GRAND RAPIDS, Mich. (WOOD) — An infectious disease specialist at Spectrum Health is urging people in West Michigan to wear a mask to help the ongoing fight against COVID-19.
Despite political controversy surrounding masks in public, Dr. Liam Sullivan says masks are our best line of defense when trying to get back to normal.
“I get where people come from, they don’t want to be told what to do,” Sullivan told News 8. “But I try to tell people, try to keep perspective that this virus doesn’t care about individual mandates. Doesn’t care what political party you belong to. Doesn’t care what your religion is, your sex is, your height, your weight, et cetera. Its number one desire in life is to replicate and it will pick any available human host to replicate, and a mask is one way we can get back to some sense of normalcy in our society.”
Sullivan spoke with News 8 after the Grand Rapids region moved to a higher risk phase on the state’s dashboard this week.
The change comes as new coronavirus cases have forced restaurants and other businesses to close back down in the area.
Sullivan said he hears three main arguments against medically-able people wearing a mask in public: It cuts down on oxygen, it increases the risk for bacterial infections and a mask weakens the immune system.
“It’s completely false that wearing a mask limits the amount of oxygen you get into your lungs and causes a buildup of CO2 (carbon dioxide) in your lungs — Neither one of those is the case,” the infectious disease specialist explained, adding that medical professionals have always worn masks for the duration of their work day.
“I don’t see them passing out from CO2 narcosis or problems due to lack of oxygen at all,” Sullivan said.
He also said the bacterial argument is false by pointing to the somewhat gross reality that bacteria lives in our mouth.
“We have millions of bacteria that live in our mouth and in our throat and in our respiratory track. They are there all the time. Putting a mask on or off absolutely has no influence on them and how they affect us,” the doctor explained.
Sullivan said the other most-common argument is that masks hurt one’s immune system.
That may be the case if you had to keep one on 100% of the time, but experts are only asking they be worn in enclosed buildings or crowded public spaces.
“When you’re out walking your dog in the neighborhood, you probably don’t need to wear a mask because you’re not going to be around anybody and easily maintain distancing,” Sullivan said. “In that situation you’re getting plenty of exposure to the outdoor air, thus your immune system is doing its job. So a mask has no affect on the immune system whatsoever one way or the other.”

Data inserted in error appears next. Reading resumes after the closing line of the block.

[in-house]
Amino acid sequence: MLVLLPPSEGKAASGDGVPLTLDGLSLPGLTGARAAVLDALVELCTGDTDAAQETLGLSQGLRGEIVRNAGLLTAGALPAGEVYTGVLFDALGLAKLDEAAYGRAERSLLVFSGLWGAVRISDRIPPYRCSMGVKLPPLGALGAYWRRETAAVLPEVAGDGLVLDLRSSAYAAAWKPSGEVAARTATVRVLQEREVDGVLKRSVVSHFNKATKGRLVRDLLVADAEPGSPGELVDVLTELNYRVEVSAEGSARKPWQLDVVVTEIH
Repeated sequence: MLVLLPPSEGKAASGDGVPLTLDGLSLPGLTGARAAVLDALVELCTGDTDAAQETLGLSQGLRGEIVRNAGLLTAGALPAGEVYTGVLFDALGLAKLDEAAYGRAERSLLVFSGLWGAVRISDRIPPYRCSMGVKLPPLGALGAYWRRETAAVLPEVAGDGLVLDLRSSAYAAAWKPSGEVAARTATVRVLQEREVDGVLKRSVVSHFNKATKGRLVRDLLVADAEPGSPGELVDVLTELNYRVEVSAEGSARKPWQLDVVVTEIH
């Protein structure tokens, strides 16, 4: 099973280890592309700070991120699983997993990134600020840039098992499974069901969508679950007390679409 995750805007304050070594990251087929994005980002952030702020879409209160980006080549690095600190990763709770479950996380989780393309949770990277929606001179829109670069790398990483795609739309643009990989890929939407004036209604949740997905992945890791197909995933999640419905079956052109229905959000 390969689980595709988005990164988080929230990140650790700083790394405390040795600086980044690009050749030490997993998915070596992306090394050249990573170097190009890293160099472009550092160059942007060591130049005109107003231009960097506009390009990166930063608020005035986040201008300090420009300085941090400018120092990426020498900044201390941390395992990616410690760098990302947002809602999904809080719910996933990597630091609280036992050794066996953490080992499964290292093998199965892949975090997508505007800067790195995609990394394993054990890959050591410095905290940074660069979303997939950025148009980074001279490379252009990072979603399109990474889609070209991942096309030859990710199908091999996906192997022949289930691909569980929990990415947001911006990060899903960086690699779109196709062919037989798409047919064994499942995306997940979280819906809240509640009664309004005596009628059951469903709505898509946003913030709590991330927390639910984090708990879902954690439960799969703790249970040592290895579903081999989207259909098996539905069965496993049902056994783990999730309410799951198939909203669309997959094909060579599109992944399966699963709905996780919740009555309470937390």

He pointed to Japan as an example of the effectiveness of face masks. The country has recorded less than 18,750 COVID-19 cases and less than 1,000 deaths, according to Johns Hopkins University.
For context, more than 126 million people live in Japan. Nearly 10 million live in Michigan, yet the state has recorded more than 64,132 cases and 5,951 deaths as of Wednesday.
“They’ve had a fraction of the cases that we’ve had and they have not had to shut down society or their economy at all. One of the reasons? Everybody in Japan wears a mask,” Sullivan explained. “Now, I know that’s a cultural thing and the Japanese culture is very different than our culture. I get that, but that is a vivid example of something that people have universally accepted and adopted.”
A study published earlier this week by researchers at Florida Atlantic University tested the effectiveness of different mask styles, giving visual examples of how far droplets can spread in the air based on different or no barriers.
Six feet is the recommended space for social distancing, but the study found cough or sneeze droplets can travel 6 or more feet if the person is not wearing a mask. That distance dropped dramatically, to just 2.5 inches, with a stitched quilted cotton mask.